New Journal Article Documents the Performance of Two Blood Temperature Indicators in Real Hospital Setting

Many blood banks trust and use temperature indicators that are manufactured to monitor the true core temperature of your blood products while they are outside of the blood bank’s control. 

What if you learned that the indicator does not perform in accordance with the guidelines for which it was intended to be used?

Would you have doubts that you may be inappropriately discarding valuable blood product due to this performance discrepancy?

A new article entitled “Utility of temperature-sensitive indicators for temperature monitoring of red blood cell units,” just published in Vox Sanguinis, the International Journal of Transfusion Medicine, could clear some of your doubts while answering important questions about blood temperature indicator performance. We are delighted to share this article with you.

The study documents the performance testing of two temperature indicators, Safe-T-Vue 10 (STV10) and Blood Temp 10 (BT10).  The testing, which was performed with RBC units in an actual hospital setting, demonstrated how these two indicators react when compared to the true core temperature.  Blood temperature indicators are designed and manufactured to help blood banks comply with AABB storage and transport guidelines, which require that true core temperature should not exceed 6°C and 10°C respectively, depending on the application.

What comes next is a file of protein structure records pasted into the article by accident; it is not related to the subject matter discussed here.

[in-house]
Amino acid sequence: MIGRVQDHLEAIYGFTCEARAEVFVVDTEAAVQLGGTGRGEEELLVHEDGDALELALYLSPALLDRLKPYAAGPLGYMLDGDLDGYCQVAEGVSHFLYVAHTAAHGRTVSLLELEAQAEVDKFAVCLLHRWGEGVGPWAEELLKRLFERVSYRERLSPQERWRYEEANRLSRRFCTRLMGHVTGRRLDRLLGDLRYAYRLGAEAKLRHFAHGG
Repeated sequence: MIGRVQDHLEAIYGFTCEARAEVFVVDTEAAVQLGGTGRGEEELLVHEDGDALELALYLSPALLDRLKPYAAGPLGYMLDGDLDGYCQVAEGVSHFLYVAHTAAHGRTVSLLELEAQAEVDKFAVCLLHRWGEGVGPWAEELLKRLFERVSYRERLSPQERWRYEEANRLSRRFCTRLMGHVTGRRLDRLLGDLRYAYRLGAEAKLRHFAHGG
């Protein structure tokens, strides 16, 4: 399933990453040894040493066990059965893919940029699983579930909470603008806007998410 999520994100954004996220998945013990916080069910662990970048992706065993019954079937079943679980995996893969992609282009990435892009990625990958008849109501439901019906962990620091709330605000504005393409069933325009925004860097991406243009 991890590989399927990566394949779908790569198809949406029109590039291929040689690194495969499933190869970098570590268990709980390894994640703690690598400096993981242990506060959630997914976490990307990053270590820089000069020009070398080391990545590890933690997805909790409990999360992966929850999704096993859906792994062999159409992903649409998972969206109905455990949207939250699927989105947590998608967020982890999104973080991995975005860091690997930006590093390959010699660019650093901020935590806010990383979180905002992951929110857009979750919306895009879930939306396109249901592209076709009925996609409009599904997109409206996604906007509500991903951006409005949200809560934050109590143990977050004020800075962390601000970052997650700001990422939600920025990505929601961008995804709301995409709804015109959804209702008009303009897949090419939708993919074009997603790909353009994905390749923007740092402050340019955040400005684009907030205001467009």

Below are three important points extracted from this study that should be of significance to blood banks in compliance to AABB guidelines:

  1. “The time for color change indicating 10°C was 24.4 min in STV10, 14.6 min in BT10 and 24.2 min in CT.” (CT = Core Temperature)
  2. “Our data imply that STV10 may reflect CT better than BT10 and the performance of STV10 seems to be superior to that of BT10.”
  3. “From a practical point of view, STV10 seems to be more reliable and user-friendly with less interobserver heterogeneity or variation.”

Handy Tip

Correction: STV and other blood bag temperature indicators are “cleared” by FDA through the 510(k) process, rather than “approved.” This is stated twice in the journal article, and is not accurate.

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